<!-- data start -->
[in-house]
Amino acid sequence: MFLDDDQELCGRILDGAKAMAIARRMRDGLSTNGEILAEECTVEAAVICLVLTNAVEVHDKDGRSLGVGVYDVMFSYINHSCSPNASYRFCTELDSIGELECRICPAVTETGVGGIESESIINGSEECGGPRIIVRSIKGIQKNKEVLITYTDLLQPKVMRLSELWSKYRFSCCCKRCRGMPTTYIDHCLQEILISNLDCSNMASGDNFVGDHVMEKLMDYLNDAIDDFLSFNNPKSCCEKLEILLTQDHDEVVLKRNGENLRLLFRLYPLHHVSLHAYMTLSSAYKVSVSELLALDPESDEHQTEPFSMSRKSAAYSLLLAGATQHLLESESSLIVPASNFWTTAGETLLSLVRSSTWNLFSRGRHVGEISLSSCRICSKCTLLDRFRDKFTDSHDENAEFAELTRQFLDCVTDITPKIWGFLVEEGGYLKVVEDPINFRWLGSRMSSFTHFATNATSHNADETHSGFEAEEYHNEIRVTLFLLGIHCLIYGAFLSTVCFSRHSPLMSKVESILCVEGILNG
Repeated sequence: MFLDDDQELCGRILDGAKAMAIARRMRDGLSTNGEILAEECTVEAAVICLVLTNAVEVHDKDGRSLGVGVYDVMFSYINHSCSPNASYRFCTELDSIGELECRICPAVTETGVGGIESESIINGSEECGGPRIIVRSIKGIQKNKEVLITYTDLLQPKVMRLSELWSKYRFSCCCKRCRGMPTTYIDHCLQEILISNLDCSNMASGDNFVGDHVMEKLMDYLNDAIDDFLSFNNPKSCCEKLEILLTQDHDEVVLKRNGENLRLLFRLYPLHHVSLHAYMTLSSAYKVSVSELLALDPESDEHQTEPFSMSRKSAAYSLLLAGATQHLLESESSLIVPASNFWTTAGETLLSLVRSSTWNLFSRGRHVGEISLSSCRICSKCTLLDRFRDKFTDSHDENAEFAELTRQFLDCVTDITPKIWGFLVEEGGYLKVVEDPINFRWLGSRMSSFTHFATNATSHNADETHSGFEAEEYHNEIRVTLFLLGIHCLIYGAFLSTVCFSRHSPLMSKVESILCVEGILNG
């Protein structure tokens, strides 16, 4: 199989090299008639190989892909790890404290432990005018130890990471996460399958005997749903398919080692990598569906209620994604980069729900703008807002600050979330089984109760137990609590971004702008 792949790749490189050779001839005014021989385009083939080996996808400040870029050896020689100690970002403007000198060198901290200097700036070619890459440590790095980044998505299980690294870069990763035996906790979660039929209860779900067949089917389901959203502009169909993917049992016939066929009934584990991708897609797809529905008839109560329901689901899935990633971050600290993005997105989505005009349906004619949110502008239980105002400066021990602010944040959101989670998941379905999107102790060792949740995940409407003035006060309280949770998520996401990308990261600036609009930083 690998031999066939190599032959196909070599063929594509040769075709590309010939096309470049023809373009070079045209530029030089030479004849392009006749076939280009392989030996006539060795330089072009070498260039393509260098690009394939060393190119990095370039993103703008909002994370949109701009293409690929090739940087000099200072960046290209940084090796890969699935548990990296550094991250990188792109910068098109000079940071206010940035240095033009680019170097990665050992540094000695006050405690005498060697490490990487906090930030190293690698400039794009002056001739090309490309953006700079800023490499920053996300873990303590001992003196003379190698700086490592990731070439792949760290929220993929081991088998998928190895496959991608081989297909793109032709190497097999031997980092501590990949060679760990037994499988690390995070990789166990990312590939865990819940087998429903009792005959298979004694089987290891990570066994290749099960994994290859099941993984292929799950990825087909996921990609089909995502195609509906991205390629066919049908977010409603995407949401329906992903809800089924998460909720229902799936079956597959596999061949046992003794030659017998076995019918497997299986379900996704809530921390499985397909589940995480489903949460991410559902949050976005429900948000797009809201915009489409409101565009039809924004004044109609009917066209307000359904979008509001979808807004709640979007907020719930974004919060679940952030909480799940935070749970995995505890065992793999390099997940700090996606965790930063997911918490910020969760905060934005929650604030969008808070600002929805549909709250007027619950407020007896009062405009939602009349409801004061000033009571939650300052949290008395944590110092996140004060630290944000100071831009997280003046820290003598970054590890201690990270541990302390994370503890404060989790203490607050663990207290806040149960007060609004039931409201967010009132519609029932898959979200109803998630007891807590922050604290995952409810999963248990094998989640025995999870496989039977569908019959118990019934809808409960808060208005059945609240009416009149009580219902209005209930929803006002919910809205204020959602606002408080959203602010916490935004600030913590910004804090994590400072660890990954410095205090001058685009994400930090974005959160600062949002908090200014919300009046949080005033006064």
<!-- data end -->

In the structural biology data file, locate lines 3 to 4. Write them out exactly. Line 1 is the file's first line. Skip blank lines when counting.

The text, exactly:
Repeated sequence: MFLDDDQELCGRILDGAKAMAIARRMRDGLSTNGEILAEECTVEAAVICLVLTNAVEVHDKDGRSLGVGVYDVMFSYINHSCSPNASYRFCTELDSIGELECRICPAVTETGVGGIESESIINGSEECGGPRIIVRSIKGIQKNKEVLITYTDLLQPKVMRLSELWSKYRFSCCCKRCRGMPTTYIDHCLQEILISNLDCSNMASGDNFVGDHVMEKLMDYLNDAIDDFLSFNNPKSCCEKLEILLTQDHDEVVLKRNGENLRLLFRLYPLHHVSLHAYMTLSSAYKVSVSELLALDPESDEHQTEPFSMSRKSAAYSLLLAGATQHLLESESSLIVPASNFWTTAGETLLSLVRSSTWNLFSRGRHVGEISLSSCRICSKCTLLDRFRDKFTDSHDENAEFAELTRQFLDCVTDITPKIWGFLVEEGGYLKVVEDPINFRWLGSRMSSFTHFATNATSHNADETHSGFEAEEYHNEIRVTLFLLGIHCLIYGAFLSTVCFSRHSPLMSKVESILCVEGILNG
């Protein structure tokens, strides 16, 4: 199989090299008639190989892909790890404290432990005018130890990471996460399958005997749903398919080692990598569906209620994604980069729900703008807002600050979330089984109760137990609590971004702008 792949790749490189050779001839005014021989385009083939080996996808400040870029050896020689100690970002403007000198060198901290200097700036070619890459440590790095980044998505299980690294870069990763035996906790979660039929209860779900067949089917389901959203502009169909993917049992016939066929009934584990991708897609797809529905008839109560329901689901899935990633971050600290993005997105989505005009349906004619949110502008239980105002400066021990602010944040959101989670998941379905999107102790060792949740995940409407003035006060309280949770998520996401990308990261600036609009930083 690998031999066939190599032959196909070599063929594509040769075709590309010939096309470049023809373009070079045209530029030089030479004849392009006749076939280009392989030996006539060795330089072009070498260039393509260098690009394939060393190119990095370039993103703008909002994370949109701009293409690929090739940087000099200072960046290209940084090796890969699935548990990296550094991250990188792109910068098109000079940071206010940035240095033009680019170097990665050992540094000695006050405690005498060697490490990487906090930030190293690698400039794009002056001739090309490309953006700079800023490499920053996300873990303590001992003196003379190698700086490592990731070439792949760290929220993929081991088998998928190895496959991608081989297909793109032709190497097999031997980092501590990949060679760990037994499988690390995070990789166990990312590939865990819940087998429903009792005959298979004694089987290891990570066994290749099960994994290859099941993984292929799950990825087909996921990609089909995502195609509906991205390629066919049908977010409603995407949401329906992903809800089924998460909720229902799936079956597959596999061949046992003794030659017998076995019918497997299986379900996704809530921390499985397909589940995480489903949460991410559902949050976005429900948000797009809201915009489409409101565009039809924004004044109609009917066209307000359904979008509001979808807004709640979007907020719930974004919060679940952030909480799940935070749970995995505890065992793999390099997940700090996606965790930063997911918490910020969760905060934005929650604030969008808070600002929805549909709250007027619950407020007896009062405009939602009349409801004061000033009571939650300052949290008395944590110092996140004060630290944000100071831009997280003046820290003598970054590890201690990270541990302390994370503890404060989790203490607050663990207290806040149960007060609004039931409201967010009132519609029932898959979200109803998630007891807590922050604290995952409810999963248990094998989640025995999870496989039977569908019959118990019934809808409960808060208005059945609240009416009149009580219902209005209930929803006002919910809205204020959602606002408080959203602010916490935004600030913590910004804090994590400072660890990954410095205090001058685009994400930090974005959160600062949002908090200014919300009046949080005033006064």